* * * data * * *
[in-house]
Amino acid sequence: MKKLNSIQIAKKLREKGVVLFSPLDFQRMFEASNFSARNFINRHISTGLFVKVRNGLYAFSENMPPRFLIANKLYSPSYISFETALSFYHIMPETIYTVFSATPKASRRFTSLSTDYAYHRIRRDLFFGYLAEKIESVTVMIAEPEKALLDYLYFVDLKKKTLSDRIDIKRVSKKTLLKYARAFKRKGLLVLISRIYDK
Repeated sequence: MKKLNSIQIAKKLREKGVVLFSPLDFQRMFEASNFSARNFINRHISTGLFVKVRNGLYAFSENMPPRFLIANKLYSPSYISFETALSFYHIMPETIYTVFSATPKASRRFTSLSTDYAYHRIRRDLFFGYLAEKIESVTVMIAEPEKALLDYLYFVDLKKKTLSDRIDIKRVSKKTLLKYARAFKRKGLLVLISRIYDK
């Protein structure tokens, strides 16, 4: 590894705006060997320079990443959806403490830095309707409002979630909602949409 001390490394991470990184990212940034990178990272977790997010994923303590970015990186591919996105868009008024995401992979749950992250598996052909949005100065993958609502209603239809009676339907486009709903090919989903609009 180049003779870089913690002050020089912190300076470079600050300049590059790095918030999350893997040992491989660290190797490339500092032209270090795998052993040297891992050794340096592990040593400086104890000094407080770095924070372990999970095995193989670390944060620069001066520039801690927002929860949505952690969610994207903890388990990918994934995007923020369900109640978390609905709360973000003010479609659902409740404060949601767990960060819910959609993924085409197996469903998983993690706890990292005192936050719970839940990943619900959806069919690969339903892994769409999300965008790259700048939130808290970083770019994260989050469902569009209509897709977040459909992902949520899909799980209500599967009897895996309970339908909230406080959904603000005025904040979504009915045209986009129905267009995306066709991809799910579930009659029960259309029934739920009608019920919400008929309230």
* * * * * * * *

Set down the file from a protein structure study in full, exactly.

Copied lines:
[in-house]
Amino acid sequence: MKKLNSIQIAKKLREKGVVLFSPLDFQRMFEASNFSARNFINRHISTGLFVKVRNGLYAFSENMPPRFLIANKLYSPSYISFETALSFYHIMPETIYTVFSATPKASRRFTSLSTDYAYHRIRRDLFFGYLAEKIESVTVMIAEPEKALLDYLYFVDLKKKTLSDRIDIKRVSKKTLLKYARAFKRKGLLVLISRIYDK
Repeated sequence: MKKLNSIQIAKKLREKGVVLFSPLDFQRMFEASNFSARNFINRHISTGLFVKVRNGLYAFSENMPPRFLIANKLYSPSYISFETALSFYHIMPETIYTVFSATPKASRRFTSLSTDYAYHRIRRDLFFGYLAEKIESVTVMIAEPEKALLDYLYFVDLKKKTLSDRIDIKRVSKKTLLKYARAFKRKGLLVLISRIYDK
């Protein structure tokens, strides 16, 4: 590894705006060997320079990443959806403490830095309707409002979630909602949409 001390490394991470990184990212940034990178990272977790997010994923303590970015990186591919996105868009008024995401992979749950992250598996052909949005100065993958609502209603239809009676339907486009709903090919989903609009 180049003779870089913690002050020089912190300076470079600050300049590059790095918030999350893997040992491989660290190797490339500092032209270090795998052993040297891992050794340096592990040593400086104890000094407080770095924070372990999970095995193989670390944060620069001066520039801690927002929860949505952690969610994207903890388990990918994934995007923020369900109640978390609905709360973000003010479609659902409740404060949601767990960060819910959609993924085409197996469903998983993690706890990292005192936050719970839940990943619900959806069919690969339903892994769409999300965008790259700048939130808290970083770019994260989050469902569009209509897709977040459909992902949520899909799980209500599967009897895996309970339908909230406080959904603000005025904040979504009915045209986009129905267009995306066709991809799910579930009659029960259309029934739920009608019920919400008929309230």